Top universities will offer full degrees online in five years

Discussion in 'Science & Society' started by Plazma Inferno!, Jul 6, 2016.

  1. Plazma Inferno! Ding Ding Ding Ding Administrator

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    Founded in California four years ago, Coursera has become one of the world's biggest providers of "massive, open, online courses" - known as Moocs. This online platform currenty has 20 million students following courses from about 145 prestigious universities and institutions around the world.
    But most of the online courses have been short units that give students a certificate, rather than a full degree or credits towards a degree.
    That may change within five years, according to the founder of a leading US online university network, because leading universities, currently hesitant about their "reputation", will offer fully accredited undergraduate courses online, making online degrees "more affordable and accessible".

    http://www.bbc.com/news/business-36703778
     
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  3. exchemist Valued Senior Member

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    This is someone with a strong vested interest, trying to talk up the prospects of their business. I think it is rubbish. MOOCs do not support the student to anything like the extent that a proper course does. The dropout rates, even of those who start well, show this. More here: https://www2.warwick.ac.uk/fac/sci/dcs/people/research/csrmaj/daniel_onah_edulearn14.pdf

    This person does not say a word about how the various limitations and criticisms of MOOCs are being overcome. Unless they are, these courses will continue, quite rightly, to be a very poor relation to a proper university degree course. She alleges it is "protection of the brand" that is holding universities back from offering full degrees on-line, as if this is somehow fuddy-duddy and reprehensible. She does not acknowledge that a large part of "protection of the brand" in any company is based on quality assurance on the product. Same will apply here.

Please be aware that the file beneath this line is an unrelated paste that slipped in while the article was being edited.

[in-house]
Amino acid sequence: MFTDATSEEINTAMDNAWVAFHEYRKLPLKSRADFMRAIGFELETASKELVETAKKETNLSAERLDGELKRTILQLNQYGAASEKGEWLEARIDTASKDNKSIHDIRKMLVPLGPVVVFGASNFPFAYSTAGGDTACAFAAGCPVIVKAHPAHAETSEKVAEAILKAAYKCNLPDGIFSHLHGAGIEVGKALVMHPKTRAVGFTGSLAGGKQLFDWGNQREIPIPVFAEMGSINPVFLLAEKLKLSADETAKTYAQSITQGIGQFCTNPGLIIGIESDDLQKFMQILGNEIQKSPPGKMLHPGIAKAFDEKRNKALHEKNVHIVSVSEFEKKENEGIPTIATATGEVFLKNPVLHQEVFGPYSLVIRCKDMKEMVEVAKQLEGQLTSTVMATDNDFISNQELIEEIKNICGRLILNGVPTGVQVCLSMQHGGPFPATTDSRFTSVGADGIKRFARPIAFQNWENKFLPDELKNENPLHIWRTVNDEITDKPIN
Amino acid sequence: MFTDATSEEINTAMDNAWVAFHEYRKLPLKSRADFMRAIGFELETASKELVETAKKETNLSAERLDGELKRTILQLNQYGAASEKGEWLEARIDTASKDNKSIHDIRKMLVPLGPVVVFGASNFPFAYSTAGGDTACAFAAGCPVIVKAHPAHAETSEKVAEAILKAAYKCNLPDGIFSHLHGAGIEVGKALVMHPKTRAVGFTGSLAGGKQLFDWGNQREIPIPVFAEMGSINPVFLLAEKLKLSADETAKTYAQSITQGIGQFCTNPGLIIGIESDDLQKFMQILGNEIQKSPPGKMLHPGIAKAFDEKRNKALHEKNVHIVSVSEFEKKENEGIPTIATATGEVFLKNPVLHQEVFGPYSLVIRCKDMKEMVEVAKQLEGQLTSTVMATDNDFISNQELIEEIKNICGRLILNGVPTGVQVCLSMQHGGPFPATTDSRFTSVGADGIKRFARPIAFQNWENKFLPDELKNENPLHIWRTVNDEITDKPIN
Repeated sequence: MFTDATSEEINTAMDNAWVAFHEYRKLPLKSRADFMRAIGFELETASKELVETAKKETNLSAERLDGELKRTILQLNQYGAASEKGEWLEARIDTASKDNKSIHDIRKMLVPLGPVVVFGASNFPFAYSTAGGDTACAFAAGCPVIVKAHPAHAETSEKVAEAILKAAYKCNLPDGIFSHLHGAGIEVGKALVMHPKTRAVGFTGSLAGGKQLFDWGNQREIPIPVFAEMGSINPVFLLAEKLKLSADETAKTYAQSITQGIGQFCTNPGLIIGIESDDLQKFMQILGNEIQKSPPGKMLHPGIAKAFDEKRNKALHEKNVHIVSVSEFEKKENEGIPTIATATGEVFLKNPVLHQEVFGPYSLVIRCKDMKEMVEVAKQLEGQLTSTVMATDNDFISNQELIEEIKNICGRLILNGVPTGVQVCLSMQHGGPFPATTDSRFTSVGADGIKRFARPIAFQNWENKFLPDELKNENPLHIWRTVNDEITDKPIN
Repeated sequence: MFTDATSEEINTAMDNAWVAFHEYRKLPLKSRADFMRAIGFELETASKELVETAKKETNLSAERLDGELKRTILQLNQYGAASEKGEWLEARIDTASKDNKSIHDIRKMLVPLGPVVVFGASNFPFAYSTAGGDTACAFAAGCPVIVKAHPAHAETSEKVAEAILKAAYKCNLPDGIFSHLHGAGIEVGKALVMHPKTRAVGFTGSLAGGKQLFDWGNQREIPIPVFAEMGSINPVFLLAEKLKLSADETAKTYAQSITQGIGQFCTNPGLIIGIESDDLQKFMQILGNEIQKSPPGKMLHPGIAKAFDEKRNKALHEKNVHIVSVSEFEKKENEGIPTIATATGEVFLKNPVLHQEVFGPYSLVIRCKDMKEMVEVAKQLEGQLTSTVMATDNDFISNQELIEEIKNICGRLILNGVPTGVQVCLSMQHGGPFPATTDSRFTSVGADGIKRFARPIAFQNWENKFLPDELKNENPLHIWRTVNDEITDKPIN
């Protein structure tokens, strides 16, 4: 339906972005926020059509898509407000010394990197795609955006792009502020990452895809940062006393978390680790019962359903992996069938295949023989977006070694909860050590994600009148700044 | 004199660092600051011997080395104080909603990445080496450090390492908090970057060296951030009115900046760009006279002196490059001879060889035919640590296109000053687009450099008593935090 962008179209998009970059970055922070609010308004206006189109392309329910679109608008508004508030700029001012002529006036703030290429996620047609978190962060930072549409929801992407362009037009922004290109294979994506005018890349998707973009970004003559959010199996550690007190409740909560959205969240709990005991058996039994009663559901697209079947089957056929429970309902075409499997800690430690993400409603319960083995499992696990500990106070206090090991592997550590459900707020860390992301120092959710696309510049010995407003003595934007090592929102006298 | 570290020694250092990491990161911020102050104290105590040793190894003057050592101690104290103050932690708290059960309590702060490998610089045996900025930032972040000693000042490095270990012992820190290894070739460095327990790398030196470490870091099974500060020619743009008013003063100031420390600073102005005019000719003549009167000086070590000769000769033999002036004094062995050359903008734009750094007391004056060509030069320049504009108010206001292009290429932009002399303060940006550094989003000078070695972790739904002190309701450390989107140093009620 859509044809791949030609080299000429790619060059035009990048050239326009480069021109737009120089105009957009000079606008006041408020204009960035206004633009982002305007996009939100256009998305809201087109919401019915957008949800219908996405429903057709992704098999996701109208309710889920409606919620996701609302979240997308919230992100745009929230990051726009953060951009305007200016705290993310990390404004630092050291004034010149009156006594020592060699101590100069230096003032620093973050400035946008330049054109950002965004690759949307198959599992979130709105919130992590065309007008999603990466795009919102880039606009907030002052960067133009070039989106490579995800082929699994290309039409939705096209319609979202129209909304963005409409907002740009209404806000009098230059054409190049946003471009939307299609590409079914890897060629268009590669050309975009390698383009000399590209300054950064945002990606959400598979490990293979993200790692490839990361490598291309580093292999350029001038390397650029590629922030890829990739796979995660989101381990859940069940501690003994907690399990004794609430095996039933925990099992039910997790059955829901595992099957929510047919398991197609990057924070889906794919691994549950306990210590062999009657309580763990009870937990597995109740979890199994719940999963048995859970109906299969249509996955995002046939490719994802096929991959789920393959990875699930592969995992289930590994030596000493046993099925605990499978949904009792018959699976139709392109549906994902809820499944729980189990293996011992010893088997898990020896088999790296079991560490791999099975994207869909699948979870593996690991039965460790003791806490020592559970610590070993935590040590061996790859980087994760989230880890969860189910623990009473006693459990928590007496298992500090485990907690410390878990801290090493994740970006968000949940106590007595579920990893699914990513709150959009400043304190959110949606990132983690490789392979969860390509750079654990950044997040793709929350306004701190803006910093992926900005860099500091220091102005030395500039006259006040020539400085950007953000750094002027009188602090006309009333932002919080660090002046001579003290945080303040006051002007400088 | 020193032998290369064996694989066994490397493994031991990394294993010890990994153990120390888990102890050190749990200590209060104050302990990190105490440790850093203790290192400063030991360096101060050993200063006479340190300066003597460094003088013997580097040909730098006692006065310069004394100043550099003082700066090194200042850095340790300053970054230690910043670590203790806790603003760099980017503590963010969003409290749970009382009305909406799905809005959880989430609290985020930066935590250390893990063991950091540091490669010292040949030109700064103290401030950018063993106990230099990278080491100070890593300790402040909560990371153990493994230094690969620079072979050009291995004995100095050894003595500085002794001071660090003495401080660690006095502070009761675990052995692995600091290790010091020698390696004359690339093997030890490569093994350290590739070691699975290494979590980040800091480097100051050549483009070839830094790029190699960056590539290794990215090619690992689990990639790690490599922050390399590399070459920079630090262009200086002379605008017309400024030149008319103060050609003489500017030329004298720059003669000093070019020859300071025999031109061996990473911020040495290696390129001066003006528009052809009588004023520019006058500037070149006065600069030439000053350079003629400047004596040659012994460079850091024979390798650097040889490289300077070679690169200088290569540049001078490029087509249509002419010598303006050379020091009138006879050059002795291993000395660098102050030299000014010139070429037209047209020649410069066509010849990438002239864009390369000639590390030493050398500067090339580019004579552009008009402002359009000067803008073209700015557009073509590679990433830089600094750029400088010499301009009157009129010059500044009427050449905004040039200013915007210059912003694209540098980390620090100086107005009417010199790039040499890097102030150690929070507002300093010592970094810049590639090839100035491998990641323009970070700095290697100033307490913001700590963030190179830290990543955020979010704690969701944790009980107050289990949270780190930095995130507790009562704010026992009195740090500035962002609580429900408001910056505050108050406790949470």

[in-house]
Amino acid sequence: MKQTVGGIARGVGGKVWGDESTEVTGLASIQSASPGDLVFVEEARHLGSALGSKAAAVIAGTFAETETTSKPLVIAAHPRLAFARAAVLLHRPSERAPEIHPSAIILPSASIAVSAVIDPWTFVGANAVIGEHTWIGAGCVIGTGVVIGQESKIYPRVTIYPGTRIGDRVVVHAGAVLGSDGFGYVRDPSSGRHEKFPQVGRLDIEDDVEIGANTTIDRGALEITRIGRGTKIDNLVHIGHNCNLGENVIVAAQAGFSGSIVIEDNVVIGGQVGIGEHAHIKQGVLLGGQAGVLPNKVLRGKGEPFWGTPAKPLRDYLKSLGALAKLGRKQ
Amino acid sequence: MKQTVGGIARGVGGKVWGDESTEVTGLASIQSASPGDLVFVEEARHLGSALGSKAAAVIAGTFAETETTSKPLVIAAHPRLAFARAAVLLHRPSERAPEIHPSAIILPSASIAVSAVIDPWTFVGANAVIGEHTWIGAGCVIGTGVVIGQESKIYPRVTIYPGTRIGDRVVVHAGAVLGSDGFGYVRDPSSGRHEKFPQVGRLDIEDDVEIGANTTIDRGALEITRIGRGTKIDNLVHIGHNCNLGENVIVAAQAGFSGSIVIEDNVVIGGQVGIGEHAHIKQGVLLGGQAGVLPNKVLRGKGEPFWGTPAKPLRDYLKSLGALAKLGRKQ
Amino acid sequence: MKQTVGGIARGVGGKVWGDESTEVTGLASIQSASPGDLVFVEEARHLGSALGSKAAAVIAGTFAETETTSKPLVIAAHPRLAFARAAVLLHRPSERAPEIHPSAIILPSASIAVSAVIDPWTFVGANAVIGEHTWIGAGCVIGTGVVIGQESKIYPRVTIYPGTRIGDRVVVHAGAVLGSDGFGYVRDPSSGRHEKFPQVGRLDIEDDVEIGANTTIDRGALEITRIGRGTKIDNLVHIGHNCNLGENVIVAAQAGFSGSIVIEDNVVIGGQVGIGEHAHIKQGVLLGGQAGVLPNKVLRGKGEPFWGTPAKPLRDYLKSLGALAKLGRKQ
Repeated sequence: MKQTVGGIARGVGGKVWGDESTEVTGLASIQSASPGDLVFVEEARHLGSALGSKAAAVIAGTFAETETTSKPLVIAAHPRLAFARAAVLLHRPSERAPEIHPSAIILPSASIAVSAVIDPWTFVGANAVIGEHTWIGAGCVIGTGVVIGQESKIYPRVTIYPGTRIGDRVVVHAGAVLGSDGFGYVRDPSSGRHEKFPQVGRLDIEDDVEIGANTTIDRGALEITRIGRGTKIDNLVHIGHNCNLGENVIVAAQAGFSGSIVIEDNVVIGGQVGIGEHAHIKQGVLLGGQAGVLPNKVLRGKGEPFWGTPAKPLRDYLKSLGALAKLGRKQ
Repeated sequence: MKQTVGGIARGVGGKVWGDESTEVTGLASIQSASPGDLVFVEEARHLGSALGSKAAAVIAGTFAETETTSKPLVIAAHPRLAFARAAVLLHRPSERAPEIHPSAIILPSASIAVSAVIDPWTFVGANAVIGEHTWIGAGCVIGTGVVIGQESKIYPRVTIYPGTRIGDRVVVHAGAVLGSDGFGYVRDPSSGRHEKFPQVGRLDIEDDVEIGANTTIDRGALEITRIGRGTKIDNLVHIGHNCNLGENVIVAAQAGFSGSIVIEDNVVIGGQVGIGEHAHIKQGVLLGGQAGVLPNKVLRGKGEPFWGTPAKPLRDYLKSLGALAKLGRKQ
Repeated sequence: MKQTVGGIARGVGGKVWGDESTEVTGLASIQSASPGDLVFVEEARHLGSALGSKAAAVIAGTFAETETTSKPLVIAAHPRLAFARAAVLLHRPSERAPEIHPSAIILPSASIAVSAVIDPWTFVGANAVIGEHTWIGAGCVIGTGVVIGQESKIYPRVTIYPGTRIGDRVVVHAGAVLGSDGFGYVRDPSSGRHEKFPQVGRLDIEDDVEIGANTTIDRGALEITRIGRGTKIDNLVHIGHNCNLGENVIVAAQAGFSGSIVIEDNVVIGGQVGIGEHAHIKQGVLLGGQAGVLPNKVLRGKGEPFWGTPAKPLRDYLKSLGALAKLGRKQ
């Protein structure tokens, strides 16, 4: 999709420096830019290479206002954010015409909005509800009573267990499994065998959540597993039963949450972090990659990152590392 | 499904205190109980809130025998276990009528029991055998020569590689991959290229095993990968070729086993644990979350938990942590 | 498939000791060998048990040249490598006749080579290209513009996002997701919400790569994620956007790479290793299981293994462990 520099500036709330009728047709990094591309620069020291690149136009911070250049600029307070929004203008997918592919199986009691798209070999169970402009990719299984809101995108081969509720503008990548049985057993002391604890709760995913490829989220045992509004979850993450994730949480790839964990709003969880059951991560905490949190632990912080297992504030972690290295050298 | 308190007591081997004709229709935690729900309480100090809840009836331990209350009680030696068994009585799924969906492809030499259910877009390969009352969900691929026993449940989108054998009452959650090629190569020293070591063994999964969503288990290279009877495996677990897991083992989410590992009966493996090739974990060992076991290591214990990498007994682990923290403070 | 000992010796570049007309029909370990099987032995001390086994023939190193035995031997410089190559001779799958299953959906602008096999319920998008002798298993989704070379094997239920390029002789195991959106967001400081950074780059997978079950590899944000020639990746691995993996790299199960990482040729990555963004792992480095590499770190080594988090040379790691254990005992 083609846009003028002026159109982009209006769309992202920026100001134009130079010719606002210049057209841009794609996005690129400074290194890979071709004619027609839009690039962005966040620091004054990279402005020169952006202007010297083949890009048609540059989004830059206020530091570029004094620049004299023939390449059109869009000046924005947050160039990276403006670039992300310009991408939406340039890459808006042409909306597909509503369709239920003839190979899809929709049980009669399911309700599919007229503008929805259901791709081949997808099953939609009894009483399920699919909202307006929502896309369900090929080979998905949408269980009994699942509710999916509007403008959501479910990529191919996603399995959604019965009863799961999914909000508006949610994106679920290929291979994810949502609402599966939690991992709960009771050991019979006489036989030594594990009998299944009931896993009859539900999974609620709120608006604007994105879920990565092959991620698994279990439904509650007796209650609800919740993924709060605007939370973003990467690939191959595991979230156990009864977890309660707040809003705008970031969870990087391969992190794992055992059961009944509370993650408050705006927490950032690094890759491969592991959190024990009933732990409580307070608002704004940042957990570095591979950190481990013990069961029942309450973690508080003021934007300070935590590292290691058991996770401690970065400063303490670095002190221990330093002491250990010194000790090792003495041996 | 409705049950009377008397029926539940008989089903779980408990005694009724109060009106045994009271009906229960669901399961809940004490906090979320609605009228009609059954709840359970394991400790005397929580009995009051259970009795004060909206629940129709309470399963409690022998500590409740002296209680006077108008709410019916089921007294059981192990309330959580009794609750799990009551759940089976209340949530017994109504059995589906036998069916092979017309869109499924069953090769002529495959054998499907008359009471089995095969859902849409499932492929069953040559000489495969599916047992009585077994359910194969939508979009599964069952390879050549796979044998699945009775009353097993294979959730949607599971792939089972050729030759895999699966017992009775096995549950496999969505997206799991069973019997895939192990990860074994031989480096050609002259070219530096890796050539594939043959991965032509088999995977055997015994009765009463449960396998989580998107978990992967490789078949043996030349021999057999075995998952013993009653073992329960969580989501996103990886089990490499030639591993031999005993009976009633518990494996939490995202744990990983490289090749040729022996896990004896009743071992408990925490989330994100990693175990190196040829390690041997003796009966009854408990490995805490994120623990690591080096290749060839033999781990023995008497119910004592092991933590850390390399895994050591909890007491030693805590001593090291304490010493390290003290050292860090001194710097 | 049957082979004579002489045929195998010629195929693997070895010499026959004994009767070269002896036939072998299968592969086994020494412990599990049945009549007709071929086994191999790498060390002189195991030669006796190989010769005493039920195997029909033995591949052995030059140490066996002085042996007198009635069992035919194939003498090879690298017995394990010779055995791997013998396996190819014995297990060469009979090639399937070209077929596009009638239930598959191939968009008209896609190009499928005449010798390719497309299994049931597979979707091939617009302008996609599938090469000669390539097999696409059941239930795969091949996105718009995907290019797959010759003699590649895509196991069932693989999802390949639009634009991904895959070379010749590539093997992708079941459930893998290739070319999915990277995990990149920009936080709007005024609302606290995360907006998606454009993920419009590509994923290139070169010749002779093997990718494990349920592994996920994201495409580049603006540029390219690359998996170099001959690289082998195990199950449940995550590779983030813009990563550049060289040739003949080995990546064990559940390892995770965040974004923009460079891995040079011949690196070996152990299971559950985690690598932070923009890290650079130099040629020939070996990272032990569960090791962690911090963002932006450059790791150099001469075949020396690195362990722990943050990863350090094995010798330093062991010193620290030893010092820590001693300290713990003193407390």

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  5. Goliathus Registered Member

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    Alot of people are stopping going to university because they can learn everything online. Expecially computer related unis.
     
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  7. exchemist Valued Senior Member

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    And they will get a crap education. There is no substitute for discussion with others following the same course of study.
     
  8. Michael 歌舞伎 Valued Senior Member

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    I guess that depends on what you mean by 'education'. When I went to University, it was a fantastic life-experience. As for the courses, I don't know. I did a B.S. with double majors in chemistry and biology. My University was ranked 10 in the world - at that time. Were these classes taught well? How would I know? They were okay. But I'm sure there are much better more integrated pedagogy and learning methods. Not to mention, have you been to University lately? My gawd. What a total waste of money for most students.

    Is a life experience worth 20K? 50K? 250K?

    I think online learning is going to be fantastic. I'm really looking forward to 3D immersion learning. What's going to be even better, once regulatory capture is reduced, the private market can certify and set the standards - this means the concept of university itself becomes relatively mute. If anything, Universities may do better, maybe even refocus onto learning.

    That may or may not involve a brick and mortar building.